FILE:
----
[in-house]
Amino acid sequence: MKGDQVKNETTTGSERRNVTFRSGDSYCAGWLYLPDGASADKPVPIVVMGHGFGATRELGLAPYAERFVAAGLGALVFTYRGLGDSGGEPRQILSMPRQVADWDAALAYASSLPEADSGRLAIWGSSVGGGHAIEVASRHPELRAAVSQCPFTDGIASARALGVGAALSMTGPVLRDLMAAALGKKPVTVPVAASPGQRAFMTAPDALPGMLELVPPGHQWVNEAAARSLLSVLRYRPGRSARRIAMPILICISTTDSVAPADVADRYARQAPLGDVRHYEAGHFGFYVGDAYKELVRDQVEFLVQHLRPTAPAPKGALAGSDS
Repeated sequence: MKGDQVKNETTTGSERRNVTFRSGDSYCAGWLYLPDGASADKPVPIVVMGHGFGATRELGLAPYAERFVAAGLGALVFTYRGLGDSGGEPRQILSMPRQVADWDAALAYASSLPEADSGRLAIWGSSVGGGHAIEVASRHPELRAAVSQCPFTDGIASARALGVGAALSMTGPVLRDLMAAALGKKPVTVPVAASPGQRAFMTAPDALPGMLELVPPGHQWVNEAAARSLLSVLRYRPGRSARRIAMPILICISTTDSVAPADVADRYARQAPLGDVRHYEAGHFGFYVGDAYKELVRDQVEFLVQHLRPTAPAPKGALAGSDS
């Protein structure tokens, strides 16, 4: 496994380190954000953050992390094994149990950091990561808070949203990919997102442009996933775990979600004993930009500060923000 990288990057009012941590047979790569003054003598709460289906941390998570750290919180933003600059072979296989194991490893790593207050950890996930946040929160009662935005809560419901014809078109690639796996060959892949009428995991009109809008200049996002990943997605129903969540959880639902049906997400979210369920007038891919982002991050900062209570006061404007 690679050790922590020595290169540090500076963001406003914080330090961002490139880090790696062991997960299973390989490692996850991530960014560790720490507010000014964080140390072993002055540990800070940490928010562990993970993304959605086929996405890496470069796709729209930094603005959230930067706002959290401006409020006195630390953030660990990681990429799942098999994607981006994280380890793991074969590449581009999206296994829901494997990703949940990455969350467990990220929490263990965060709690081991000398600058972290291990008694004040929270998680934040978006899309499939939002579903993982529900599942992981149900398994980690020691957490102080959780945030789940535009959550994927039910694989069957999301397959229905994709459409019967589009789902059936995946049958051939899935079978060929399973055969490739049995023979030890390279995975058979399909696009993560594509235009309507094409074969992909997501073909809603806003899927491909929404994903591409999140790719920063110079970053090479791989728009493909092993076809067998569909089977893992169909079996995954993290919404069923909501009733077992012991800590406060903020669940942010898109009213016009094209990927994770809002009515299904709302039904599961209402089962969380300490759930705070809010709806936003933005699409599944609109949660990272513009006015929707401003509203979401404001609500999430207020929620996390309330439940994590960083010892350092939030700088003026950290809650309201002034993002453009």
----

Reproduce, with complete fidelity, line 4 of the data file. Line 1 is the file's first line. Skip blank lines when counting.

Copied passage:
């Protein structure tokens, strides 16, 4: 496994380190954000953050992390094994149990950091990561808070949203990919997102442009996933775990979600004993930009500060923000 990288990057009012941590047979790569003054003598709460289906941390998570750290919180933003600059072979296989194991490893790593207050950890996930946040929160009662935005809560419901014809078109690639796996060959892949009428995991009109809008200049996002990943997605129903969540959880639902049906997400979210369920007038891919982002991050900062209570006061404007 690679050790922590020595290169540090500076963001406003914080330090961002490139880090790696062991997960299973390989490692996850991530960014560790720490507010000014964080140390072993002055540990800070940490928010562990993970993304959605086929996405890496470069796709729209930094603005959230930067706002959290401006409020006195630390953030660990990681990429799942098999994607981006994280380890793991074969590449581009999206296994829901494997990703949940990455969350467990990220929490263990965060709690081991000398600058972290291990008694004040929270998680934040978006899309499939939002579903993982529900599942992981149900398994980690020691957490102080959780945030789940535009959550994927039910694989069957999301397959229905994709459409019967589009789902059936995946049958051939899935079978060929399973055969490739049995023979030890390279995975058979399909696009993560594509235009309507094409074969992909997501073909809603806003899927491909929404994903591409999140790719920063110079970053090479791989728009493909092993076809067998569909089977893992169909079996995954993290919404069923909501009733077992012991800590406060903020669940942010898109009213016009094209990927994770809002009515299904709302039904599961209402089962969380300490759930705070809010709806936003933005699409599944609109949660990272513009006015929707401003509203979401404001609500999430207020929620996390309330439940994590960083010892350092939030700088003026950290809650309201002034993002453009």